01. Snowstorm (7:50)
02. Listen Here (11:00)
03. The Light (9.10)
04. Hovering Stones (6.20)
05. Dragon Song (7.50)
- Hendrik Schaper / keyboards
- Jurgen Jaehner / guitars
- Rolf Rettberg / bass
- Joachim Luhrmann / drums
Recorded in 7 days at Windrose Studio in Hamburg in Dec 1971 but never released by the band's erstwhile record label Soma until issued in 2009 by the Garden of Delights imprint.
German band Tetragon recorded only 2 albums before they call it a day in 1972. Unfortunately only one of them ("Nature") was released back then, while for another one we had to wait almost 40 years (who kept it so long on the shelf? Damn him!). Was it worth to wait for it? You bet it was! "Stretch" is a truly great piece of art which is maybe a little less focused than their debut LP (after all material for "Stretch" is some kind of demo recording in fact, not proper "final product") but still manages to remain a real gem. I'm especially impressed that quality of this staff is so good, sounds very fresh and there are no scratchin' crackin' or skippin' problems.
Tetragon's music is often described as jazz-rock but I ensure you that their style is a mix of jazz-rock, symphonic prog & heavy prog in more or less equal proportions. While "Nature" had few vocal sections, "Stretch" is a pure instrumental recording. So prepare for 40 minutes of non-stop organ/guitar battles experience!
1. "Snowstorm" - first track is definitely the most symphonic one here. In fact I'm almost sure that this ultra-catchy main melody was taken from some classical music piece, but unfortunately I can't recall which one. Anyway this almost 8 minutes performance is a truly breath-taking masterpiece! Fantastic, speedy Hammond organ solos fight their way with equally impressive guitar ones. And drums with bass create a fine battlefield for them. The most important is that they never lose the main musical theme so they don't proceed to any lousy noodlings typical for many jazz-rock and blues-rock artists. Hendrik Schaper sounds like impersonation of Marian Varga (from Collegium Musicum) or Alan Park (Beggar's Opera) here, and it's a real compliment of course.
2. "Listen Here" - according to Internet sources this composition was originally written by Eddie Harris but I'm only familiar with Brian Auger's version. Anyway I have to admit that Tetragon's style suits very well these kind of tracks, they really know how to play such jammy instrumentals and not "lose its own way". Schaper & Jaehner play extended duels where guitar & over-driven Hammond blend perfectly while rhythmic duo of Rettberg & Luhrmann take care of keeping the main motif alive, so soloists have a good "background" for their show-offs (anyway we also have quite lengthy bass guitar solo here so everybody has his own "5 minutes"). Equally impressive as Auger's version IMHO.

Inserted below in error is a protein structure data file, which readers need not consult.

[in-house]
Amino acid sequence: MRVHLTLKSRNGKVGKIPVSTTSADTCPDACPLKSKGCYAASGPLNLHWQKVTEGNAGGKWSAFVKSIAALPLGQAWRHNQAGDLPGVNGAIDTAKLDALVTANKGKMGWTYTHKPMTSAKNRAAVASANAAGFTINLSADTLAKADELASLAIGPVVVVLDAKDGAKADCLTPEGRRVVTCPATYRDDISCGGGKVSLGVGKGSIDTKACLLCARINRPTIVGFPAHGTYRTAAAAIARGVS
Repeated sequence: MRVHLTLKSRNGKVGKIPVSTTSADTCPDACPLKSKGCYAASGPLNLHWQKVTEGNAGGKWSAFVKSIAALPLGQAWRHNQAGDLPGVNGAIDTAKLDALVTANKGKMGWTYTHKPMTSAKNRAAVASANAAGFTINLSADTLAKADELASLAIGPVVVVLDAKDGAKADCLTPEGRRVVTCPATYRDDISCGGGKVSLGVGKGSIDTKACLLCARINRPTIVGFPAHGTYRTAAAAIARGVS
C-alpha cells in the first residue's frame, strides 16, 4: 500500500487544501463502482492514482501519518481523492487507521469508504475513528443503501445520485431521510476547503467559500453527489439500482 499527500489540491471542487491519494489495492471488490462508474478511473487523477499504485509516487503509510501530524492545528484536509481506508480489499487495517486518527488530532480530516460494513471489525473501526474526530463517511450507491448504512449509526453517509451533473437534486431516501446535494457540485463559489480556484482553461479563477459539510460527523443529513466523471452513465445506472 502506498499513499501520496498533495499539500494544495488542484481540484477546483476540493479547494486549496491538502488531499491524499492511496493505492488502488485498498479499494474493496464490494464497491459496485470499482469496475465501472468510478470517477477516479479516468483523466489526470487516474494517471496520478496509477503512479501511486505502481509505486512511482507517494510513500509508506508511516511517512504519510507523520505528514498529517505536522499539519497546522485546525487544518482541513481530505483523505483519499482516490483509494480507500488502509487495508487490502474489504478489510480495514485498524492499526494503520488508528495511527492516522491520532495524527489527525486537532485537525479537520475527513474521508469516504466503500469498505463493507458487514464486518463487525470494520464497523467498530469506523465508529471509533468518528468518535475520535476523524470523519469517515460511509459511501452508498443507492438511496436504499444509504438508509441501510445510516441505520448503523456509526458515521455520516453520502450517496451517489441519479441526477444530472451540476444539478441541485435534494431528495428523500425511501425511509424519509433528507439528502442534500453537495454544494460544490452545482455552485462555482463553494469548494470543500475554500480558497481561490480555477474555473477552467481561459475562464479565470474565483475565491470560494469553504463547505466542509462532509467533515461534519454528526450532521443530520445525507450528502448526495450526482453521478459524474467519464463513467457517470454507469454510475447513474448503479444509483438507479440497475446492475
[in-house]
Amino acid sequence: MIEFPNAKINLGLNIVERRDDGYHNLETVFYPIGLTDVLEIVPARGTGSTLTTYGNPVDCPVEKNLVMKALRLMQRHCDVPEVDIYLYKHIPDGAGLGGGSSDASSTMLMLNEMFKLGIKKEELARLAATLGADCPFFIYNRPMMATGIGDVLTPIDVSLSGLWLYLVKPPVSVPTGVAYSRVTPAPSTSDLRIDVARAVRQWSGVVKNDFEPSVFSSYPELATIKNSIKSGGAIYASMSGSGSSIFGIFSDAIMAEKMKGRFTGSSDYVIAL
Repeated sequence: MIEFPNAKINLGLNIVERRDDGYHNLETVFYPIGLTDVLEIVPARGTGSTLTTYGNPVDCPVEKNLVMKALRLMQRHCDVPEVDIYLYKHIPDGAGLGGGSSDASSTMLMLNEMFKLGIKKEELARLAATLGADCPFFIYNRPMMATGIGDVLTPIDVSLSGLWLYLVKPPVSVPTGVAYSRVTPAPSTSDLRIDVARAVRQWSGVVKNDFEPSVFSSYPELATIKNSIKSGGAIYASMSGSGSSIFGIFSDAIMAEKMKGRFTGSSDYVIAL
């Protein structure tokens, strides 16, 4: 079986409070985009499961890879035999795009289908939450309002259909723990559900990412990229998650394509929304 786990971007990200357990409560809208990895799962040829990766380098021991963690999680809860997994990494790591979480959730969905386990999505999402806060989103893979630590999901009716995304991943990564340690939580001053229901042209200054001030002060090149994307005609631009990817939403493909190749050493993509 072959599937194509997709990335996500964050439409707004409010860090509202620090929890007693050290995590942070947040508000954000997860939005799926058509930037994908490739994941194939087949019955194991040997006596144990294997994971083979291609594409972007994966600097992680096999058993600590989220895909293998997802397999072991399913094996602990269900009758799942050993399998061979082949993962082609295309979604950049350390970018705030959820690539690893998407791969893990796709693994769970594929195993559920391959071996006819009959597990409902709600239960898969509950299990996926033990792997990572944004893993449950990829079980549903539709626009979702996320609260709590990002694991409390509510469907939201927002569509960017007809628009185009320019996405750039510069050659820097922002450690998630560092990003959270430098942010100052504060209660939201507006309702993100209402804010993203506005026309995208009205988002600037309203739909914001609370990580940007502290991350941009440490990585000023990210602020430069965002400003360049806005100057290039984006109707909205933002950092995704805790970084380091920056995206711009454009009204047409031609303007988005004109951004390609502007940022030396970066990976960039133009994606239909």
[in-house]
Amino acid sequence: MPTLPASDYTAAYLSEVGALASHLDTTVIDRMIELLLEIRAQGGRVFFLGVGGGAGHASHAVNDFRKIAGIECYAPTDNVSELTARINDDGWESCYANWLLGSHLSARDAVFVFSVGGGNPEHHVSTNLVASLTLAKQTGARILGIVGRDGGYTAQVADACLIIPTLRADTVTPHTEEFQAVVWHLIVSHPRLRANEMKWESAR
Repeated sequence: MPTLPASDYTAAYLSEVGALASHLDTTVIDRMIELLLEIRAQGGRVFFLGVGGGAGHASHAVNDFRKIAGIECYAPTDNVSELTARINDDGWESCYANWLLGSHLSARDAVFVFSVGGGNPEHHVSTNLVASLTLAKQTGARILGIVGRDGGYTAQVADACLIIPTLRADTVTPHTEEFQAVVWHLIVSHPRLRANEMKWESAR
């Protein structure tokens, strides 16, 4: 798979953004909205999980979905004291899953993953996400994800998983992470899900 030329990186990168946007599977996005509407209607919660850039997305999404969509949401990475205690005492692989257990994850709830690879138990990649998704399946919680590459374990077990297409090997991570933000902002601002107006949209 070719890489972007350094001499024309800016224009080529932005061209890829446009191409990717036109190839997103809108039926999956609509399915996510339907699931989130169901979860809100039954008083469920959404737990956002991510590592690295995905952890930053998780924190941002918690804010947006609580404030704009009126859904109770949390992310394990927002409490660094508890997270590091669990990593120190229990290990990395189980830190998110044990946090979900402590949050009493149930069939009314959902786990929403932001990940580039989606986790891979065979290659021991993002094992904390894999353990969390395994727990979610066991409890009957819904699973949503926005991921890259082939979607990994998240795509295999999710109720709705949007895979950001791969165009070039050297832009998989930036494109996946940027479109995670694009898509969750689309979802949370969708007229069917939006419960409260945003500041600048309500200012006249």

3. "The Light" - more laid-back track, slightly bluesy I would say, almost relaxing in comparison with previous "demonic" instrumentals. But don't worry, you won't fall a sleep here neither, Schaper's dazzling organ solos won't let you do it ;-). Anyway similarities to Brian Auger's Oblivion Express are clear in this track.
4. "Hovering Stones" - this one kicks off with highly energetic intro filled with frenetic organ chops which sound like taken from ELP's "Tarkus" suite. After that tempo significantly slows down and Jaehner's guitar takes the leading role. However in the second part of the track Schaper wakes up to entertain us with another fistful of amazing Emersonian organ solos. Very solid performance.
5. "Dragon Song" - as I read "Dragon Song" was originally played by John McLaughlin but so far I've been able to listen to only Brian Auger's version. It's a stomping, heavy jazz-rock track with slightly directionless guitar & organ solos. But the worst thing is this repetitive bass line. It's one endless "duu-duu-du-du-du", bleh! It's even more annoying than on Auger's version. Overall bearable but can become tiresome.
Conclusion: "Stretch" is a highly satisfying album filled with stretched (sic!) organ and guitar jams which usually don't lose their direction. If you like Tetragon's "Nature", this album is must-have for you too. I also recommend it to fans of Brian Auger's Oblivion Express, Brian Auger & The Trinity, Collegium Muscium, Colosseum, Beggar's Opera, Affinity, Virus or even The Nice and Atomic Rooster. And don't forget to check first Hendrik Schaper's band - power trio called Trikolon. I love it even much more than Tetragon in fact.